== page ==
Cooks’ space to be infused with science
Finally, someone has come up with a solution to that eternal cooking quandary: flipping through a stack of cookbooks, picking out just the right recipe, then cursing to ourselves. If only we had bought that $700 centrifuge!
Dan Mills, a former programmer at Mozilla and Creative Commons, is preparing to open Tinker Kitchen in the Mission District, the first “maker space” in the country for ambitious, science-minded cooks.
Projected to open in spring, Tinker Kitchen will have a centrifuge (of course), not to mention a combi oven (if you knew what it was, you’d want one), a chocolate-
tempering machine and a pasta extruder. Mills said he is still searching for an affordable rotary evaporator, whatever that might be. Ambitious cooks will have access to the sophisticated gadgets by renting time or taking classes.
The Bay Area has been the U.S. center of an international maker movement since Maker Media in San Francisco began Maker Faires in 2006. “The maker space concept works well because we are social,” Make magazine executive editor Mike Senese said.
“They like to work on projects together, to share ideas and gain inspiration,” he said. “As we move into the future, and as technology advances to pretty incredible points, the best way to get access to these is through a communal space.”
A San Francisco chain of maker spaces called TechShop, which housed equipment such as laser cutters and metal lathes for members to use for projects, filed for bankruptcy in the fall, but independent biohacker labs and hacker spaces continue to proliferate, both around the Bay Area and across the United States.
Tinker Kitchen simply translates the idea into a commercial kitchen. Mills said he came up with the concept in 2015 while puzzling over how to store yet another new high-tech cooking appliance he’d purchased in his living room. “I’m a nerd, so I go deep on the science of these things,” he said.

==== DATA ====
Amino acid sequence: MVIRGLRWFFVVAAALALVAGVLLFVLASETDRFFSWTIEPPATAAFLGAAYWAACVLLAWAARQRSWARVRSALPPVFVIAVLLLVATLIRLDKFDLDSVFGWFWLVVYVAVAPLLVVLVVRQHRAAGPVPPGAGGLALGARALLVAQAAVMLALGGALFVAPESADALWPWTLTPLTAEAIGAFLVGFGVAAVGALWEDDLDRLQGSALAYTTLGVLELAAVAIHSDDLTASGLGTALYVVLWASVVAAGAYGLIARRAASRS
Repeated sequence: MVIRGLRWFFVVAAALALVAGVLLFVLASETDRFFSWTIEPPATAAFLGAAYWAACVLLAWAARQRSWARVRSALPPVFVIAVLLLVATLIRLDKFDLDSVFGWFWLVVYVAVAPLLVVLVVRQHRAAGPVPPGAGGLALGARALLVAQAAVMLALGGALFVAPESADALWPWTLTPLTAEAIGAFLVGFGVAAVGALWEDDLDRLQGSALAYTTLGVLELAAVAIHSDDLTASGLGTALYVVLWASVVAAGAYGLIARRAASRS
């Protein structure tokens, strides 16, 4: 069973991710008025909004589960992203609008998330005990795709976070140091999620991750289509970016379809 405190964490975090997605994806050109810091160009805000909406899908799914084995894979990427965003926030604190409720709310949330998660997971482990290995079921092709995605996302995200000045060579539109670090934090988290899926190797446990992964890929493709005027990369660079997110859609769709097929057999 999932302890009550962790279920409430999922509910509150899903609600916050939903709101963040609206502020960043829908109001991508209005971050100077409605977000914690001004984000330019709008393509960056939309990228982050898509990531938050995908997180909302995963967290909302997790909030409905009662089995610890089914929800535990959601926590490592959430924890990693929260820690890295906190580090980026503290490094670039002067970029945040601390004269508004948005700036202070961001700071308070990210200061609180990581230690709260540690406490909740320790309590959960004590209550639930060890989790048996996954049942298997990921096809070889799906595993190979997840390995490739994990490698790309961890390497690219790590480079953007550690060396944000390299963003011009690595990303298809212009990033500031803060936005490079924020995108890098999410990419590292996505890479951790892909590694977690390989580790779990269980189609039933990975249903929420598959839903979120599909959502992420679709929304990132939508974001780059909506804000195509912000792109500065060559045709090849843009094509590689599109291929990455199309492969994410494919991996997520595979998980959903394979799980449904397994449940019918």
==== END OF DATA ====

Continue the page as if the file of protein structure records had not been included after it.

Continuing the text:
He thought it would be easy to set up. “All I need to do is find a space and buy a bunch of kitchen gadgets,” he said to himself. That was three years, and $450,000 of his and his family’s money, ago.
Today, he’s finishing the floors on his 1,700-square-foot space on 22nd Street near the Mission Mercado farmers’ market, a few blocks away from Mission Street’s Civic Kitchen, a new cooking school that just opened. Pallets of “insanely expensive” machines are on their way to Tinker. The health department has been consulted.
Mills envisions Tinker Kitchen as a space where the curious can pay $25 per day to cook in the space, or they can sign up for a class, and the truly committed can buy a monthly allaccess pass for $125. There should be room for four to five groups to work on projects at a time, as well as a dining room area for guests to consume any consumables.
The space will include a regular six-burner stove and, thankfully for everyone, someone to wash the dishes.
While overtly science-geek cooking faded from restaurants at the beginning of the current decade, techniques embraced by chefs at that time, such as sous-vide cooking and creative dehydrating, continue to entrance project-oriented home cooks, who appreciate learning the physics of meat alongside the workings of their pressure cooker.
Tinker Space is designed for the kind of cook who owns several immersion circulators and stained copies of J. Kenji López-Alt’s “The Food Lab” cookbook and “Modernist Cooking at Home.” The kind of person who has removed the smoke detector from the kitchen because it interferes with home coffee roasting. Tinker Space may be peak San Francisco. It might also be fun.
“I’m trying to create a community of people who come back and back to the space,” Mills said. Perhaps they’ll swap liquid nitrogen ice cream recipes. Maybe they’ll cook for one another.
“Maker spaces are generative spaces,” he said.
Dan Mills (right) works with his father, Raul Mills, to open Tinker Kitchen in the Mission District, the first “maker space” in the country for ambitious, science-minded cooks.
Contractor Ricardo Lizama (left) works with Dan and Raul Mills on Tinker Kitchen.